For me, MS search engines really just aren’t worth a second’s thought. There’s Google and there’s … no-one. That they’re an effective usage monopoly is far from ideal, but then you use other search engines and realise how comprehensively they suck. I think approximately no-one actually uses Bing by choice, only if it’s their system default.

    That said, as I noted, it’s worth a try if you’re having a troublesome image search, because no-one including Google has cracked the image search problem yet.

    Dr. Roy Schestowitz Reply:

    What problem is it?

    David Gerard Reply:

    A lack of competition in an area that isn’t a natural monopoly is problematic in itself IMO, even if the company aren’t actually abusing the monopoly. Search doesn’t even have a network effect.

    (This applies in general. Wikipedia could really do with competition, as I have posted, but it does have a network effect to support the monopoly.)

    But then, people use Google for search because it’s actually much better than everyone else. I remember how bad search was before Google. Cuil gave people some insight into how awful search could be, but they’re gone now.

    Dr. Roy Schestowitz Reply:

    So is Knol, Wikipedia’s alleged rival. AFAIK, Cuil was former Google engineers.

    David Gerard Reply:

    Knol was never a rival to WIkipedia :-) That notion came entirely from early press coverage of Knol trying to think of something to say about it. Neither Google nor Wikipedia thought Knol was competition.

    Google does a LOT of stuff, and not much of it is actually winners. But when they win (search, GMail, Android) they win big.

    Dr. Roy Schestowitz Reply:

    Cuil too was called a “Google killah” IIRC.

    David Gerard Reply:

    Yeah … but only by Cuil. http://cuiltheory.wikidot.com/what-is-cuil-theory

    Dr. Roy Schestowitz Reply:

    Guess who was “killed” at the end? cuil.com is not even responding right now.

  2. Will said,

    February 1, 2011 at 7:04 pm

    Gravatar

    My guess is that for most of the diehard Microsofties, there is literally no understanding of how this behavior on Bing’s part could in any way be considered wrong (cheating), problematic, or even an embarrassment. I saw a twitter post from one that basically praised Bing as doing a smart thing in this case.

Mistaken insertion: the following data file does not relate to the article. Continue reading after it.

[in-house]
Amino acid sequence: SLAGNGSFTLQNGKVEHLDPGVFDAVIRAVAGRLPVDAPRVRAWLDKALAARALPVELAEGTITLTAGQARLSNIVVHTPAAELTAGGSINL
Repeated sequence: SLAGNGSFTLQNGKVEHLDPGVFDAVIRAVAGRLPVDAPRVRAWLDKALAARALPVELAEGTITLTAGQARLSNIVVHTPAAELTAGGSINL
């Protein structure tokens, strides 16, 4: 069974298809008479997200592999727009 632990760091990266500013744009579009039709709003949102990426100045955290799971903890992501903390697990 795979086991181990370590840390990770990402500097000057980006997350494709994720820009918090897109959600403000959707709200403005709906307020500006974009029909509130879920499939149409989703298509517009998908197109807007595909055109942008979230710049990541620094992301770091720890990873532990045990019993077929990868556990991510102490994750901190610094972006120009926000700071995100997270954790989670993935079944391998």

Dr. Roy Schestowitz Reply:

    “I hope this matter goes to court so Groklaw can index the details of discovery.” http://mrpogson.com/2011/02/01/wow-if-m-cant-beat-google-m-copies-google/

    twitter Reply:

    Mr. Pognson points out what might be a real violation. What Microsoft does is clearly a violation of Google’s acceptable use policies. If EULAs have any contractual force, this would be a good place for them to act. Microsoft loves to abuse people through proxies like the BSA for violating Microsoft’s terms of service. They have raided schools and businesses in their perennial search for more money. Perhaps the BSA will target Microsoft with a guns blazing raid. I’m putting in a call to 1-800-RU-LEGIT today!

    On a more serious note, schools taking Gates Foundation donations should carefully consider the ongoing risks of having restricted software on their property. As the nearly ten year old Salon article asks, “does the benefit of school giveaways outweigh the costs paid by schools that are the subject of anti-piracy inquires?” Microsoft’s nasty actions against Los Angles, Philadelphia, Birmingham (England), San Jose, were intended to terrorize other school districts. As last year’s attack on Internet cafes shows, Microsoft is watching every use and is willing to take every dime they imagine they can. There is no longer an excuse to waste money on non free software from Microsoft or anyone else. BSA raids prove that non free software not only violates your privacy and strips you of your rights, it is in Microsoft’s own words, a “legal timebomb” that everyone should clean up. Why bother with Microsoft’s cheap copy of KDE 3.5 (aka Windows 7) when you could just download KDE 4 and all the software you want?